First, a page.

Lady Pink

From Wikipedia, the free encyclopedia
Jump to: navigation, search
Lady Pink
Lady of the Leaf (2011), Courtesy of Woodward Gallery
Born 1964
Ambato, Ecuador
Known for Painter, Muralist, Graffiti

Lady Pink (born Sandra Fabara, Ambato, Ecuador, 1964) is a graffiti artist.


Sandra Fabara was raised in Queens. She started her graffiti writing career in 1979 following the loss of a boyfriend who had been sent to live in Puerto Rico after he had been arrested. She exorcised her grief by tagging her boyfriend's name across the city. Soon after she started tagging the name Lady Pink, derived from her love of historical romances, England, the Victorian period, and the aristocracy. Lady Pink studied at the High School of Art & Design in Manhattan. While a student there she was introduced to graffiti and began writing at age fifteen.[1] Within a few years LADY PINK began running with TC5 (The Cool 5) and TPA (The Public Animals) crews. Lady Pink painted New York City Subway trains from 1979 to 1985.[2] In 1980, she was included in the landmark New York show “GAS: Graffiti Art Success” at Fashion Moda, which traveled in a modified form downtown to The New Museum of Contemporary Art. Young, approachable, quick-witted, and one of the only female graffiti writers, Lady Pink became among the most photographed and interviewed graffiti artist of her time.[according to whom?]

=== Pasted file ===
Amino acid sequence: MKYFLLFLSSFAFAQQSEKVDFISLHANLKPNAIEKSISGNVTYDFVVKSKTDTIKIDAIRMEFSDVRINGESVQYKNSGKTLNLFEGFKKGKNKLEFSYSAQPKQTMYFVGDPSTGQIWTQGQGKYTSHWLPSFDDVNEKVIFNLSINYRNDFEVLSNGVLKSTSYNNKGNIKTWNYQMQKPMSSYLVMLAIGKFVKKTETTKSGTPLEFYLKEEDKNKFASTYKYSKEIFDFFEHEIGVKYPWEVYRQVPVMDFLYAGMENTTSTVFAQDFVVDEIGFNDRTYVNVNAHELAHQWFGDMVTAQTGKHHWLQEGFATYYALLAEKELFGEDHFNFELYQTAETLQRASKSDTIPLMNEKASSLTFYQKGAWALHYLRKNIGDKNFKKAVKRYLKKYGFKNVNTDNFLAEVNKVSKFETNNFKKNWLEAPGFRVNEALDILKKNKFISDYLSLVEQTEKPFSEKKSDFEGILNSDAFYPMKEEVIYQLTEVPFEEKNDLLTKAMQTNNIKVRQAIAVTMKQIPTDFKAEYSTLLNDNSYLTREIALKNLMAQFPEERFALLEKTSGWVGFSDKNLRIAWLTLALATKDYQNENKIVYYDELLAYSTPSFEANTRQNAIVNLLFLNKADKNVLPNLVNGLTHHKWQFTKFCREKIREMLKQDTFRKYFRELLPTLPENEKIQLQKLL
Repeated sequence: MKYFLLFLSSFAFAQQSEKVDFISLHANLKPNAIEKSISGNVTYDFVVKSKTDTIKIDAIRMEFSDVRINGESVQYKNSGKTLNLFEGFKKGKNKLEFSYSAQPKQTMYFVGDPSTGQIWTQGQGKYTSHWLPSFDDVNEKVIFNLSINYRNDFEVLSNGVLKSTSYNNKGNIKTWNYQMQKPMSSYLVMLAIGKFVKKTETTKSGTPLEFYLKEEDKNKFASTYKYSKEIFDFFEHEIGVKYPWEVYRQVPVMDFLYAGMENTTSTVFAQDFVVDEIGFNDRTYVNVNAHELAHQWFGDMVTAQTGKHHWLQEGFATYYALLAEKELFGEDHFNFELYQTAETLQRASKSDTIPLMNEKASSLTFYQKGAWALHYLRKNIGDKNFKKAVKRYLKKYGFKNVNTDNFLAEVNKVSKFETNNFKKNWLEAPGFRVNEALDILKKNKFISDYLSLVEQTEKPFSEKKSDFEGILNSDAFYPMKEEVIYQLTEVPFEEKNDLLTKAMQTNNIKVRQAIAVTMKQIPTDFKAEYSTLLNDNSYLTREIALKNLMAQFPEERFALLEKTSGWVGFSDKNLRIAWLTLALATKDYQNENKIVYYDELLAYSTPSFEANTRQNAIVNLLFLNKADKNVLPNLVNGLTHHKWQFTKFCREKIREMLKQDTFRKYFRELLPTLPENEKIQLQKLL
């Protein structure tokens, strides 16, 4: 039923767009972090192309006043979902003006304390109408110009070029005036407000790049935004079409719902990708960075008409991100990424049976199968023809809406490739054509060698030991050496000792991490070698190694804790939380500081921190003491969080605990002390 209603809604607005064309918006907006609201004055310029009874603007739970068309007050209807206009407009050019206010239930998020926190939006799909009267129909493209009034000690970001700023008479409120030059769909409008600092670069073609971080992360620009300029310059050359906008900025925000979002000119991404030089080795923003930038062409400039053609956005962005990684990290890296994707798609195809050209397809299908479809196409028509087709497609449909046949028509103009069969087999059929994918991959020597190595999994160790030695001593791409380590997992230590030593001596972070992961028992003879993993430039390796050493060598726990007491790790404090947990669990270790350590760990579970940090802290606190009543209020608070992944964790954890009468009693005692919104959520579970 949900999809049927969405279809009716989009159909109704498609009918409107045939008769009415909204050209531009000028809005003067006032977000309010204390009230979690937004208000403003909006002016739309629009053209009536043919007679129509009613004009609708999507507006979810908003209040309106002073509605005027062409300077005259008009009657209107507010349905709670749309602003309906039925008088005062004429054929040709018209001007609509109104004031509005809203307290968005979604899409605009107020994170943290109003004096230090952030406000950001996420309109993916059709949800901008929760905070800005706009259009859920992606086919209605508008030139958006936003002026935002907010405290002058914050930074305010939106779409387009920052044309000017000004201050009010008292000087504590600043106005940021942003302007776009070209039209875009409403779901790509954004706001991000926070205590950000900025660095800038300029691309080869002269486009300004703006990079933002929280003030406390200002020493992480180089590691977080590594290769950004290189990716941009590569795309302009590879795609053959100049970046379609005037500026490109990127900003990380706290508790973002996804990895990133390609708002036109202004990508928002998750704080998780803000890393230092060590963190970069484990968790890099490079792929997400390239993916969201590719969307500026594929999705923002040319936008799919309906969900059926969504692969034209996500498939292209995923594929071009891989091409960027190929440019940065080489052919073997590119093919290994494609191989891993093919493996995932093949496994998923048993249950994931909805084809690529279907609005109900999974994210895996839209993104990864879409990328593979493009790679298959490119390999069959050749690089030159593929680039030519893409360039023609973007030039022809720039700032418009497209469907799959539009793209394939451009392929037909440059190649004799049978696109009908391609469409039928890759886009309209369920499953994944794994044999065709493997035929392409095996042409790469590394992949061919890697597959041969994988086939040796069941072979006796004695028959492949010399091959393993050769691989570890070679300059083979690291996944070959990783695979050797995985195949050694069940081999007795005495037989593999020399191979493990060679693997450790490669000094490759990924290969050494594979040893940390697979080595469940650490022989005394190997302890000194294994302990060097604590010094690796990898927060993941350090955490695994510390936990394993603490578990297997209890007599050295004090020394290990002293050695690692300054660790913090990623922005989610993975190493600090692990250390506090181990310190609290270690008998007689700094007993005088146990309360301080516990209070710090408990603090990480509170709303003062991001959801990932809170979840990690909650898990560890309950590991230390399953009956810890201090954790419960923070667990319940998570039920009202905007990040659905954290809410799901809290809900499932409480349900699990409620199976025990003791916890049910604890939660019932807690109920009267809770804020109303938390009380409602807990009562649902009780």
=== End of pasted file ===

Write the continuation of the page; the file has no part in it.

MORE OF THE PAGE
Evolution Triptych (2011)

In 1983, she starred in the lead role in the film Wild Style,[3] and collaborated with Jenny Holzer on a poster series. Her first solo show, "Femmes-Fatales", was in 1984 at the Moore College of Art & Design in Philadelphia. She is married to another graffiti artist, SMITH, with whom she often collaborates on murals and commercial work.[4]

Lady Pink's studio paintings often use themes of New York City Subway trains and POP-surrealist cityscapes.[5] Some of her pieces are in the collections of the Whitney Museum of American Art, the Metropolitan Museum of Art in New York City, the Brooklyn Museum and the Groningen Museum of the Netherlands.


  1. ^
  2. ^ Boston Globe, "Lady Pink and the Graffiti Capers", by Christine Temin, ca. 1983
  3. ^ The Rocket, February issue, 1984
  4. ^ Rap Pages, February issue, Married with Style: Lady Pink and Smith Are a Couple in Control, Story by 1971, page 48, 1996
  5. ^ Juxtapoz, Issue 130, Feature spread, LADY PINK: Inventing a Culture of the Pink Rebellion by Catherine Wagley, September issue, 2008 with full color illustrations Page 130-137

Further reading[edit]

External links[edit]